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As much as Americans love celebrity watching, we go gaga for
everyday heroes. We love it when the little guy suddenly shoots to fame and
fortune. We celebrate. We watch for updates. We practically break Facebook over
Americans also love a good downfall, especially when it involves rich beautiful celebrities. We're also on board for the tragic end of a regular guy who once inspired so many. Which explains all the social media shares about Jared Fogle, the once overweight young man who earned millions endorsing an unusual weight-loss plan.
We ask ourselves: how could such a gross person have fooled so many? What we should really want to know is: why do we trust celebrities so readily?
Fogle shot to fame when he became the face of Subway.
A regular guy who lost tons of weight eating Subway sandwiches? What's not to
love? We didn't wonder about his exercise plan. We didn't question his
commitment to sandwiches as a diet food. We cheered for him. He lost the weight, and he turned around and started a non-profit foundation to help
kids fight obesity (sort of). He was one of the good ones.
What we can do is place our trust in people we know. We can look for role models in our communities (How about the high school soccer star who also babysits and coaches little kids, for instance?) instead of looking for the latest and greatest up on that media operated pedestal.
Until he wasn't. Fogle was recently charged with possessing and distributing child
pornography and traveling across state lines to have sex with minors. He plans
to plead guilty to the charges and pay restitution to the 14 victims.
Just to be clear: The everyday hero who inspired many to
reconsider the parameters of healthy eating (e.g., You can lose weight without
spending a fortune)— and who pledged to distribute $2 million to schools and
community organizations to fight the condition that plagued him throughout his
childhood—is now trapped in his mini-mansion wearing an ankle bracelet while he
awaits sentencing for child pornography and sex with minors.
And that's not all. A former Subway franchisee, Cindy Mills,
Insider that she warned the company about Fogle's sexual interest in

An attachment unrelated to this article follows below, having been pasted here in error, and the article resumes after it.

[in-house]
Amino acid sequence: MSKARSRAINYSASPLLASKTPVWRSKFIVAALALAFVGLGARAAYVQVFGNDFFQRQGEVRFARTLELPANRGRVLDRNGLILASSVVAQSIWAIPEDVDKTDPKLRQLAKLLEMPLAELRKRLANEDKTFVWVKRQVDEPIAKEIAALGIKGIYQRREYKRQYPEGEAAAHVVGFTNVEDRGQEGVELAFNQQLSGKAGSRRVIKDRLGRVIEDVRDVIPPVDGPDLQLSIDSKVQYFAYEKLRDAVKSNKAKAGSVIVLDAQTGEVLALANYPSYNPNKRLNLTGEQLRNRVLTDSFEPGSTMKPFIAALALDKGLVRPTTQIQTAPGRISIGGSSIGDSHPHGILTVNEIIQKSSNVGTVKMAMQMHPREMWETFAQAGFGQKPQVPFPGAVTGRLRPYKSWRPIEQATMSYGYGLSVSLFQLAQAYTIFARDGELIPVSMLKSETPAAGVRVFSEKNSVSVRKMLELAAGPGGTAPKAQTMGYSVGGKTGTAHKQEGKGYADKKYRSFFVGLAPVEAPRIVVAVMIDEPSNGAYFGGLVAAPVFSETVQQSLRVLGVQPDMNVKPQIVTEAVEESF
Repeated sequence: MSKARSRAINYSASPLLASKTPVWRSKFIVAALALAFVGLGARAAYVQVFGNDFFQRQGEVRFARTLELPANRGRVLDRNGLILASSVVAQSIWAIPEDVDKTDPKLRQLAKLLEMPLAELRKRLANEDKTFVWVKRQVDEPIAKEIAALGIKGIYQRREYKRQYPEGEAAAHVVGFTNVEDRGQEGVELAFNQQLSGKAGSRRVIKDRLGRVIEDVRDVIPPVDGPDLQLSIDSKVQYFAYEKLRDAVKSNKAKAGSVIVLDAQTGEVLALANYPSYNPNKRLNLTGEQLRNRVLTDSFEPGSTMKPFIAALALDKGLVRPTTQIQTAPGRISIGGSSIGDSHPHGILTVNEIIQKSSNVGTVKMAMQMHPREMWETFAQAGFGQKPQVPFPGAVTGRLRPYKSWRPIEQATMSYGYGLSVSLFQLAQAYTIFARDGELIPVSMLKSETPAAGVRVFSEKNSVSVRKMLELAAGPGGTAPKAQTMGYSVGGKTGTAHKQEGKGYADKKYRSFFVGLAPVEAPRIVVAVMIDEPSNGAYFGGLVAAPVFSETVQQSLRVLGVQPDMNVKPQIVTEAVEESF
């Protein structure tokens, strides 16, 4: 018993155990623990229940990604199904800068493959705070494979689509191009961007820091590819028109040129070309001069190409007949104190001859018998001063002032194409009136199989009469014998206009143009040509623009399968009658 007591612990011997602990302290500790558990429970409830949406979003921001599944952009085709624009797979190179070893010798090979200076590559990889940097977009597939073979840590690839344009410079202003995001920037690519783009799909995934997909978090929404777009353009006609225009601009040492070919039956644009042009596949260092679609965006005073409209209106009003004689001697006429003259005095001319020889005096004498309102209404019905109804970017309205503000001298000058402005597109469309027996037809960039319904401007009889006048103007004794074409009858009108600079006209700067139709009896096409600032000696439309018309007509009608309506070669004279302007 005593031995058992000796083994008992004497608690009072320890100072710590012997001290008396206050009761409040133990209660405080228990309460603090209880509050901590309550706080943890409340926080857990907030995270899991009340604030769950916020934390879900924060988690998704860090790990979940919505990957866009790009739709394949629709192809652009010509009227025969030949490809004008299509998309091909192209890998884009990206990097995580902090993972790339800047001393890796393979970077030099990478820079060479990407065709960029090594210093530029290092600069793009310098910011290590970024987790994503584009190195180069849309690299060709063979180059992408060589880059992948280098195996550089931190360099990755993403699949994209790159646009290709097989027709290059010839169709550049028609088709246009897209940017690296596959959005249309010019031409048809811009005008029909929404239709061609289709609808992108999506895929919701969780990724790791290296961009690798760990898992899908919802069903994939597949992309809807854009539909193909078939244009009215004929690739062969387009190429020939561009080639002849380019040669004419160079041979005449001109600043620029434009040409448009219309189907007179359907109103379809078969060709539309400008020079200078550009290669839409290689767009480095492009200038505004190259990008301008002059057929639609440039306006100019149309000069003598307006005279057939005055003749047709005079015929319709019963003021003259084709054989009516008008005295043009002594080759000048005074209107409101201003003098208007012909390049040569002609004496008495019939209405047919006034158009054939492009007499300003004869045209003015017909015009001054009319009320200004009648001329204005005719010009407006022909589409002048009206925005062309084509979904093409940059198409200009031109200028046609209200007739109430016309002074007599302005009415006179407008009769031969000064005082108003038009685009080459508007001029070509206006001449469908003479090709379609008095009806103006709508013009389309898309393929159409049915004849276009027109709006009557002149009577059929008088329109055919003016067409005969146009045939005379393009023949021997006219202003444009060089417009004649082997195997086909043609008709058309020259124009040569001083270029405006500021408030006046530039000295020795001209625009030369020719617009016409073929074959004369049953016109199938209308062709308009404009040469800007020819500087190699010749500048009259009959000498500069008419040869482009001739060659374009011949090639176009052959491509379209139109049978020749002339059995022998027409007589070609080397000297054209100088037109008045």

children seven years ago and that Subway did nothing about it. Mills claims
that Fogle told her about sexual encounters with child prostitutes between the
ages of 9 and 16 and that she shared that information with Subway in 2008.
What does all of this mean for the rest of us? Why does Fogle suddenly represent our deepest, darkest parenting fears?
The landscape of fear in the world of parenting has changed
over time. Technology brings us closer together, but it also opens up false
trust. We feel very connected, and yet sometimes we feel like we don't know
anyone at all.
Once upon a time you had to wait for a monthly magazine to
arrive in the mail to learn anything about any celebrity. But kids today have
instant access to information. Images, stories and gossip are at their
fingertips at all times. Although this instant access and constant interaction
with celebrity news might make us feel like we really know the Ben Afflecks and
Jared Fogles of the world, the truth is we don't know them at all.
The landscape of fear in the world of parenting has changed over time.
We want to trust the carefully crafted images that fly
across our screens because we want to believe that people are good. We want
Taylor Swift to be the ultimate role model for little girls because we want our
girls to learn to speak up and be true to themselves. If she represents that,
what can go wrong?
The bottom line is that we have to stop looking to
celebrities, athletes and other famous folks as role models. We might want to
trust them to do the right thing, but how can we? How can we say, "Be like this
person" when we have no idea what that person is like when the lights go down?
What we can do is place our trust in people we know. We can
look for role models in our communities (How about the high school soccer star
who also babysits and coaches little kids, for instance?) instead of looking
for the latest and greatest up on that media operated pedestal. We can teach
our children that trust is sacred and their bodies are their own, and we can
make sure they know how to get help.